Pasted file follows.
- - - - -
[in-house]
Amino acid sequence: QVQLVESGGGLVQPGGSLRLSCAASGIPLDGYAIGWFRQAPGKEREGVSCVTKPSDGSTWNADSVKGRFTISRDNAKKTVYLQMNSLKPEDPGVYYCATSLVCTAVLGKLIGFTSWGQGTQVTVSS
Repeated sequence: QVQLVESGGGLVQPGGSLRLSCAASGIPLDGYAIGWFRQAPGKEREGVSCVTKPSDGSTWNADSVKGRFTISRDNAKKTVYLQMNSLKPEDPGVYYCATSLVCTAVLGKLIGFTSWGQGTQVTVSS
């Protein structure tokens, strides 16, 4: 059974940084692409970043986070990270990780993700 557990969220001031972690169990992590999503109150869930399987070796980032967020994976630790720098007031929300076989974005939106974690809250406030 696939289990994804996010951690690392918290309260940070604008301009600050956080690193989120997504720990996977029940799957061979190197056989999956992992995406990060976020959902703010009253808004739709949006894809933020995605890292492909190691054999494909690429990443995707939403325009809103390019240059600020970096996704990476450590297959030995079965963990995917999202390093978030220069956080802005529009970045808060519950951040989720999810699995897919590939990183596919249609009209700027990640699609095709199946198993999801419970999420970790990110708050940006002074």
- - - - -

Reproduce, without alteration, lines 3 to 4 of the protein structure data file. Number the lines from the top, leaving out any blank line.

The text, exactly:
Repeated sequence: QVQLVESGGGLVQPGGSLRLSCAASGIPLDGYAIGWFRQAPGKEREGVSCVTKPSDGSTWNADSVKGRFTISRDNAKKTVYLQMNSLKPEDPGVYYCATSLVCTAVLGKLIGFTSWGQGTQVTVSS
């Protein structure tokens, strides 16, 4: 059974940084692409970043986070990270990780993700 557990969220001031972690169990992590999503109150869930399987070796980032967020994976630790720098007031929300076989974005939106974690809250406030 696939289990994804996010951690690392918290309260940070604008301009600050956080690193989120997504720990996977029940799957061979190197056989999956992992995406990060976020959902703010009253808004739709949006894809933020995605890292492909190691054999494909690429990443995707939403325009809103390019240059600020970096996704990476450590297959030995079965963990995917999202390093978030220069956080802005529009970045808060519950951040989720999810699995897919590939990183596919249609009209700027990640699609095709199946198993999801419970999420970790990110708050940006002074």